• Jess Fongemie

The Digital Revolution of Money has Arrived


“You’ve Got Mail.” Do you remember when electronic mail (email) became mainstream? In the 1990’s email was a novelty. Almost immediately, it became obvious that electronic mail would replace physical “snail mail”, and just as quickly, the idea of a stamp tax was floated in a desperate attempt to save the postal service. However, that strategy never materialized. Over time, other digital first innovators like Amazon (with big assists from digitally enhanced physical operators like DHL, UPS and FedEx) saved the post office…not the Federal Government levying taxes, regulations, and policies.


The list of industries transformed for the better by the forces of digital innovation is long and growing. Travel agencies, taxi services, drug stores, video rental stores...did bureaucratic regimes shield these retailors from digital disruption? Now, opportunity is banging on the vault doors of bank and credit union industries! Today, we’d be wise to remember the lessons of the past, resisting the forces of digital innovation has always been a fools’ errand.


You’ve certainly participated in these increasingly digital trends and can anticipate the future of finance. Like mail, movies, travel, music, and transportation, money is now trading in its old physical form for the efficiencies of a dynamic, digital life. That means cryptocurrency, digital assets, and CBDCs are all but certain to be components of banking and payments. The money industry has now reached a crossroads. Will your institution be disrupted and displaced by the digital revolution of money, or have you defined a strategy to marshal digital money within your community? Do we expect our representatives to try to preserve the past though legislation and regulation? Is it even possible? Or can the metamorphosis of money into a streaming phenomenon, fusing currency with the internet, fuel a renaissance in democratic, inclusive, and fair local economies and community commerce?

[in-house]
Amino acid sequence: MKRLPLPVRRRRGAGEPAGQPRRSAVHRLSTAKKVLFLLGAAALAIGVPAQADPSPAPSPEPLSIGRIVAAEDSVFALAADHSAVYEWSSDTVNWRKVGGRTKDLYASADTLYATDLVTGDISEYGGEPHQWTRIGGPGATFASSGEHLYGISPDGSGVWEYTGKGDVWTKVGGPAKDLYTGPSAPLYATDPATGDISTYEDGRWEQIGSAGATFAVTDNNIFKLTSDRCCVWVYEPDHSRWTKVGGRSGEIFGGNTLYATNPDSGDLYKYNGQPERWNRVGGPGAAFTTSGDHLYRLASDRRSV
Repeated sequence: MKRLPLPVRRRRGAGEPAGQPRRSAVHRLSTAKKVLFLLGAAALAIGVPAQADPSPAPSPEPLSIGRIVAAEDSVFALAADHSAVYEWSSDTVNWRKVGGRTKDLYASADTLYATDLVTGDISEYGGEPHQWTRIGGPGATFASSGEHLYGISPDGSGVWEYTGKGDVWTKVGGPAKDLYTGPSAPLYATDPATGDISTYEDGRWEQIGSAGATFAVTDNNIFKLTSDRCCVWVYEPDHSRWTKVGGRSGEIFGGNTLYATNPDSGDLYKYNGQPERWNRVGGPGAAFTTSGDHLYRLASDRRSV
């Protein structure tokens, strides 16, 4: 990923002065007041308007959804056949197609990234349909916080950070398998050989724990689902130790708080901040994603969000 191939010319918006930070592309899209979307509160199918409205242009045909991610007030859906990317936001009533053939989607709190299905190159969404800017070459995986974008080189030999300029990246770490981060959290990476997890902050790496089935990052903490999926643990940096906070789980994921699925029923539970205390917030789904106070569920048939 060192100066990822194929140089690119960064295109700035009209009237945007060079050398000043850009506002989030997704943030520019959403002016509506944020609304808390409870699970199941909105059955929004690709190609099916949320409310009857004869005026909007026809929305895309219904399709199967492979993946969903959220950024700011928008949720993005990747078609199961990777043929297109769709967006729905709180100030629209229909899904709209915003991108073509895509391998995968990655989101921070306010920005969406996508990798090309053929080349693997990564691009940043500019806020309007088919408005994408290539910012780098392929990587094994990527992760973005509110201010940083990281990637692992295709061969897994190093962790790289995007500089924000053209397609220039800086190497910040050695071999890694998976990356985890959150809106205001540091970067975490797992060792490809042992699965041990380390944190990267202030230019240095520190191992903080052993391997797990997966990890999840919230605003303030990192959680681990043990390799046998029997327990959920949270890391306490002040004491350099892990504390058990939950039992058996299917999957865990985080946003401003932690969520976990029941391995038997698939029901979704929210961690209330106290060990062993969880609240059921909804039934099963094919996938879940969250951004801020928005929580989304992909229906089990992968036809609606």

The metamorphosis of money is only accelerating, and the nature of financial literacy, and the function of your products & services are morphing, too! Distributed Ledger Technology (DLTs), Cryptocurrency, Digital Assets, Virtual Currency, Stable Coins, Central Bank Digital Currency (CBDC), and Decentralized Finance (DeFi) are changing the way consumers ‘do banking’. National and international forces—including governments—are trying to redefine the future of finance, but at what cost to our local banking infrastructure? Central banks are aggressively investing in these digital frontiers to reshape the nature of commerce, value storage, and wealth generation, developing CBDCs (Central Bank Digital Currencies) as a means of transcending the limitations, expenses, and systemic vulnerabilities of the electronic dollar (ACH/NACHA/SWIFT).


Illustrating these developments, at the start of this year, the Fed released a CBDC feedback form to incorporate in their research and analysis paper, Money and Payments: The U.S. Dollar in the Age of Digital Transformation, and published an executive order “ensuring responsible innovation of digital assets and distributed ledger technology”. Since then, the NCUA released a letter to credit union’s sanctioning their use of DLT’s, US Senators proposed a Cryptocurrency Bill, and CUNA released a letter citing potential concerns and impacts intermediaries and direct-to-fed wallets (“retail CBDCs") would have on the credit union industry.